Statistical analysis

Student t-test was used to determine statistical importance of the data. A p value <0.05 was considered statistically significant, and in the figures one asterisk (*) represents p<0.005 and ** represents p<0.05.

Supporting Information

Figure S1.

(A) Morphology of HeLa cells transfected with either non-target or RICTOR siRNA after 30 min of spreading on the indicated substrates at 37°C. (B) Attachment assay with HeLa cells transfected with either non-target or RICTOR siRNA. The cells were essentially treated as described under the adhesion assay heading in the Materials and Methods section. 20,000 serum-starved cells per well were seeded in invasin-, collagen-, vitronectin- or Pluronic-coated wells of a 96-well plate and allowed to attach for 15 or 30 min at 37°C. Non-attached cells were removed and the remaining cells were fixed with 96% ethanol for 10 min. Cells were stained for 20 min with 0.1% crystal violet and solubilised in 0.5% SDS. Absorbance was measured at 600 nm.

https://doi.org/10.1371/journal.pone.0032081.s001

(TIF)

Figure S2.

Simultaneous knockdown of RICTOR and ILK does not reduce LPA-mediated AKT Ser473 phosphorylation in HeLa cells. The cells were transfected with RICTOR- and ILK-directed siRNAs simultaneously or with non-target control siRNA and then stimulated with LPA (10 µM) for 20 min. Knockdown efficiency of RICTOR and ILK, and the phosphorylation status of AKT at Ser473 were analysed by western blotting.

https://doi.org/10.1371/journal.pone.0032081.s002

(TIF)

Figure S3.

The kinetics of LPA-induced AKT Ser473 phosphorylation are different in HeLa and MCF7 cells (A) HeLa cells were serum-starved and stimulated with LPA (10 µM) for different time periods as indicated. (B) Serum-starved MCF7 cells were stimulated with LPA (5 µM).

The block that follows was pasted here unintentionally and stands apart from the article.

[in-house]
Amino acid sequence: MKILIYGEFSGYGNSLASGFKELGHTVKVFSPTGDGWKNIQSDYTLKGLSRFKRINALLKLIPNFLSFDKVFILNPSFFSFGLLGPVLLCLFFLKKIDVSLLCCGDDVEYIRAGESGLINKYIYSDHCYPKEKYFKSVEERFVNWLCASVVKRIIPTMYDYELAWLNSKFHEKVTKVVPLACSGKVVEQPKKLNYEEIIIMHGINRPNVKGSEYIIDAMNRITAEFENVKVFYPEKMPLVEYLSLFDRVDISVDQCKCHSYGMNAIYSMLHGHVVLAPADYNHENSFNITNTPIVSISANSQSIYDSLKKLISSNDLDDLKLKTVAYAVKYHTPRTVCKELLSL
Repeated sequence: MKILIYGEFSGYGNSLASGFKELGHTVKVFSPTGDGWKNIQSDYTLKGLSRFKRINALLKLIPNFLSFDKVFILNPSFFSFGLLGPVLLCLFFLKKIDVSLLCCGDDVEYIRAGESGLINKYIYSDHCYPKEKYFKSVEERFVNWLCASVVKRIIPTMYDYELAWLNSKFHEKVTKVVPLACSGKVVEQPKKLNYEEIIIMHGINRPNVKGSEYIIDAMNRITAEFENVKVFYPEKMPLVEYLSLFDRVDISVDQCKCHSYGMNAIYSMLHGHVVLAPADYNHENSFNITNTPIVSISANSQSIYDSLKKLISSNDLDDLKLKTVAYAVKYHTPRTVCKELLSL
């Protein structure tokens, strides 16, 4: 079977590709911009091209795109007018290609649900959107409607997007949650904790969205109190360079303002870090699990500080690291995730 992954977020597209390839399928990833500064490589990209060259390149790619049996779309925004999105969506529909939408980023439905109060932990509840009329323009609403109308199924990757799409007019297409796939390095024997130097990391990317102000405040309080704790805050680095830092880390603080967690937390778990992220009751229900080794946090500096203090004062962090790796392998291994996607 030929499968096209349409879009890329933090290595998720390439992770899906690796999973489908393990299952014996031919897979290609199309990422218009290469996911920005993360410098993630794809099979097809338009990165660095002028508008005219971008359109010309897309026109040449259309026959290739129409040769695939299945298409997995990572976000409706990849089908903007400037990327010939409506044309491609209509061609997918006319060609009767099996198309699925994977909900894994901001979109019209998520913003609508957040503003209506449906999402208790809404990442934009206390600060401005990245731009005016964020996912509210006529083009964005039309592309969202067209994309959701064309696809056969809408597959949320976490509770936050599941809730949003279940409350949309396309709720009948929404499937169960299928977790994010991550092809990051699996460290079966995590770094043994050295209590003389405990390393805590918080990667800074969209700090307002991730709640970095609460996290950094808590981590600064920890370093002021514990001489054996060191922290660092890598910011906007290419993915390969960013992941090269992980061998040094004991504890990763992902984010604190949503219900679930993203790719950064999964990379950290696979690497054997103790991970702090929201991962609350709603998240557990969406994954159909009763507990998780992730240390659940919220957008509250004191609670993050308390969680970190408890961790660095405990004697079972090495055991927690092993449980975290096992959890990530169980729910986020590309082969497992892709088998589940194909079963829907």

https://doi.org/10.1371/journal.pone.0032081.s003

(TIF)

Figure S4.

PAK knockdown inhibits PDGF-mediated AKT pSer473, but does not affect kinetics of EGF-induced AKT pSer473. MCF7 cells were transfected simultaneously with PAK1- and PAK2-directed siRNAs or non-target siRNA, grown in complete culture medium for 48 h, serum-starved for 24 h and then stimulated with 20 ng/ml PDGF-BB (A) or 20 ng/ml EGF (B) for the indicated time periods. The efficiency of PAK1 and PAK2 knockdown and the effect of PAK suppression on AKT pSer473 were analysed by western blot.

https://doi.org/10.1371/journal.pone.0032081.s004

(TIF)

Acknowledgments

We thank Birgitta Wärmegård for valuable assistance in the lab.

Author Contributions

Conceived and designed the experiments: AR KSZ SJ. Performed the experiments: AR KSZ. Analyzed the data: AR KSZ SJ. Wrote the paper: AR KSZ SJ.

References

  1. 1. Farias E, Lu M, Li X, Schnapp LM (2005) Integrin alpha8beta1-fibronectin interactions promote cell survival via PI3 kinase pathway. Biochem Biophys Res Commun 329: 305–311.
  2. 2. Vachon PH (2011) Integrin signaling, cell survival, and anoikis: distinctions, differences, and differentiation. J Signal Transduct 2011: 738137.
  3. 3. Hawkins PT, Anderson KE, Davidson K, Stephens LR (2006) Signalling through Class I PI3Ks in mammalian cells. Biochem Soc Trans 34: 647–662.
  4. 4. Stephens L, Anderson K, Stokoe D, Erdjument-Bromage H, Painter GF, et al. (1998) Protein kinase B kinases that mediate phosphatidylinositol 3,4,5-trisphosphate-dependent activation of protein kinase B. Science 279: 710–714.
  5. 5. Stokoe D, Stephens LR, Copeland T, Gaffney PR, Reese CB, et al. (1997) Dual role of phosphatidylinositol-3,4,5-trisphosphate in the activation of protein kinase B. Science 277: 567–570.
  6. 6. Alessi DR, Caudwell FB, Andjelkovic M, Hemmings BA, Cohen P (1996) Molecular basis for the substrate specificity of protein kinase B; comparison with MAPKAP kinase-1 and p70 S6 kinase. FEBS Lett 399: 333–338.
  7. 7. Chen R, Kim O, Yang J, Sato K, Eisenmann KM, et al. (2001) Regulation of Akt/PKB activation by tyrosine phosphorylation. J Biol Chem 276: 31858–31862.
  8. 8. Conus NM, Hannan KM, Cristiano BE, Hemmings BA, Pearson RB (2002) Direct identification of tyrosine 474 as a regulatory phosphorylation site for the Akt protein kinase. J Biol Chem 277: 38021–38028.
  9. 9. Alessi DR, James SR, Downes CP, Holmes AB, Gaffney PR, et al. (1997) Characterization of a 3-phosphoinositide-dependent protein kinase which phosphorylates and activates protein kinase Balpha. Curr Biol 7: 261–269.